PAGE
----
As humans, one of our deepest needs is to feel truly valued. If we consider how much time we spend in, or thinking about work, then feeling valued is critical.
Think about this. If you ask any senior manager whether they value their people, then it’s extremely unlikely that you would get a “No”! However, ask their staff whether they feel valued, then it is quite likely that the responses will be somewhat mixed.
So, just what is going wrong?
I strongly believe that we over complicate things. Making people feel valued doesn’t have to cost money…conducting staff surveys, expensive consultants to tell us what to do (although sometimes external input can tell us what we are too blind to see for ourselves!).
Creating a culture where people feel valued needs, in the words of the great suffragette Emily Wilding Davison, ‘Deeds not Words’. If you are concerned that there isn’t a commitment from the top in your organisation, then think about the changes you can make. Individual managers making small positive changes can have a huge impact on their team. So let’s take a look at some practical ideas….
Team diversity – embrace it, treat everyone as you would like to be treated, value people for their differences and what they bring to the table. A team lacking in diversity will lack ideas, challenge and character – don’t strive for a team of clones!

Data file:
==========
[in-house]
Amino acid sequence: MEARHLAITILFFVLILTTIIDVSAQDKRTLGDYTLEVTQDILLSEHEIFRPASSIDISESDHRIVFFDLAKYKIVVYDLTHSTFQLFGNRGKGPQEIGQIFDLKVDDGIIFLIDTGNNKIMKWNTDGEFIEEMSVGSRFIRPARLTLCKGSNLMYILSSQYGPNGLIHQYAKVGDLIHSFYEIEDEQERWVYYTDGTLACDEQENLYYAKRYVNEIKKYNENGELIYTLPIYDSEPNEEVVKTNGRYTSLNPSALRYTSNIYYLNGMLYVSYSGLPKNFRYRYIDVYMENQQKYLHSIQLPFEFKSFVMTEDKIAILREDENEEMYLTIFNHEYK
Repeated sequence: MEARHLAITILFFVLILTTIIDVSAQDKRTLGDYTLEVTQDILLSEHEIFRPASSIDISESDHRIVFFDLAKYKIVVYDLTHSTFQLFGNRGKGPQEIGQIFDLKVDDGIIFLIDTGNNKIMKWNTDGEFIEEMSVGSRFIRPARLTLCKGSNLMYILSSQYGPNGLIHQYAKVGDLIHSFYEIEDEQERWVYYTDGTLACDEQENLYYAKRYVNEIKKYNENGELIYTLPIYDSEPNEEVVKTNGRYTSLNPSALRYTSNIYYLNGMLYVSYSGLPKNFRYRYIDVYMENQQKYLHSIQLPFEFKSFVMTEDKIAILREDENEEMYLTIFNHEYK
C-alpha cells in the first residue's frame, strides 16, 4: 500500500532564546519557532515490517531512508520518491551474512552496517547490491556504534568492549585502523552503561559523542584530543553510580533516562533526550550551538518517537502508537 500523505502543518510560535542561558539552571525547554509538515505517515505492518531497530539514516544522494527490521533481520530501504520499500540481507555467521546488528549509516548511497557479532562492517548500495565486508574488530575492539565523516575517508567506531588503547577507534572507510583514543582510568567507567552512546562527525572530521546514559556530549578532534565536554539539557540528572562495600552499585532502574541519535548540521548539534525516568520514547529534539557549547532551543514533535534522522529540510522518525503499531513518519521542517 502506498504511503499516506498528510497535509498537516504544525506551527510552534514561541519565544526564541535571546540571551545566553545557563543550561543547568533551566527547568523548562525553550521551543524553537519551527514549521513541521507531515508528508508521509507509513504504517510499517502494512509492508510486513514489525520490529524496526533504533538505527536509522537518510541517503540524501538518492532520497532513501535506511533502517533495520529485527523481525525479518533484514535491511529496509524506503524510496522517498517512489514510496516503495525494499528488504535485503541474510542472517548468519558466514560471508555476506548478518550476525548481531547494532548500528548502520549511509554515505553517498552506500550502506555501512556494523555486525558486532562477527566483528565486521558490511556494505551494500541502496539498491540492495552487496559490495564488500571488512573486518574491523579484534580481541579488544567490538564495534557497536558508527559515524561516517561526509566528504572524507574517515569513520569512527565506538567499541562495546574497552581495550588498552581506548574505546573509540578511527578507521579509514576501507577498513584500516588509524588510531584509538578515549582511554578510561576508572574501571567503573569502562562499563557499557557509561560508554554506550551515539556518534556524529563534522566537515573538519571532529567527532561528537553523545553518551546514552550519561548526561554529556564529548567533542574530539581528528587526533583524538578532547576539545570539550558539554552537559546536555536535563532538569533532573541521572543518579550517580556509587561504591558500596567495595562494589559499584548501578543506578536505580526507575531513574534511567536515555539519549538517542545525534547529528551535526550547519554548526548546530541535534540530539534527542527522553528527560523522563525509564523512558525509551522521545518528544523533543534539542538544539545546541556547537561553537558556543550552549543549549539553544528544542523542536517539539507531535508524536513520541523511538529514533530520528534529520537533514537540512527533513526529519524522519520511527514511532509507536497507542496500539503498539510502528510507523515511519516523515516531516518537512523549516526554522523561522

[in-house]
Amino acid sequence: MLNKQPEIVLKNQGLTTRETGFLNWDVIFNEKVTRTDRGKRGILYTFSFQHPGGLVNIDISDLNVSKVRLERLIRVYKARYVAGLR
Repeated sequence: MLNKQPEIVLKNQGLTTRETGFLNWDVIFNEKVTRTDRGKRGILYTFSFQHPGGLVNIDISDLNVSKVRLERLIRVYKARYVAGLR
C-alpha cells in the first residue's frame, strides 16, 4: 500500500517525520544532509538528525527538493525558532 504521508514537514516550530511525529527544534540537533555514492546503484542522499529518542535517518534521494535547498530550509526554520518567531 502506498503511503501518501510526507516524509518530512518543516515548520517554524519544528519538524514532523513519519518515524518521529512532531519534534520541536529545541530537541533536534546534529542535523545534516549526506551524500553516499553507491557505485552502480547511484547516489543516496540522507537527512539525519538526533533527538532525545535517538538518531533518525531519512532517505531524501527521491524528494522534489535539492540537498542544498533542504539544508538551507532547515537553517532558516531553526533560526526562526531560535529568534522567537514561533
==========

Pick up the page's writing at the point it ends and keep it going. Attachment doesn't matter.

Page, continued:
Care – to care for your people does not mean adopting a “Country Club” style of leadership. It does require us to consider their work/life balance, working environment, workload and other pressures they may be under - either in or outside work. If you are able to offer gym membership, neck and shoulder massages etc. then great, but if budgets don’t allow, consider well-being or learning days – one company I know gives all employees £100 a year to spend on a learning activity – this can be baking, chocolate making or anything else they want to do. They have such a good reputation that they are inundated with applications from excellent people wanting to join. Creating an environment where people feel cared for means in return, they care for their work and their colleagues.
Motivation – you can only properly motivate people if you get to know them well. So many staff complain that their managers are involved in endless internal meetings, so keep these short and to a minimum and use the released time with the team. A simple exercise to test how well you know your team is to set some questions to ask yourself about each member. For example, what are they proud of? Where do they live? What do they do outside of work? What pressures are they under? What’s their MIT (most important thing)? How do they like to be rewarded or acknowledged? What concerns them? What would they spend a gift of £50 on? Write your answers privately then ask them how well you have done!
Judith is an accomplished manager with 20 years experience in the learning and development sector. Initially working for the Recruitment Employment Confederation where she was Director of Professional Development she is now self-employed and works with individuals and businesses who are looking for support with their training and career development needs.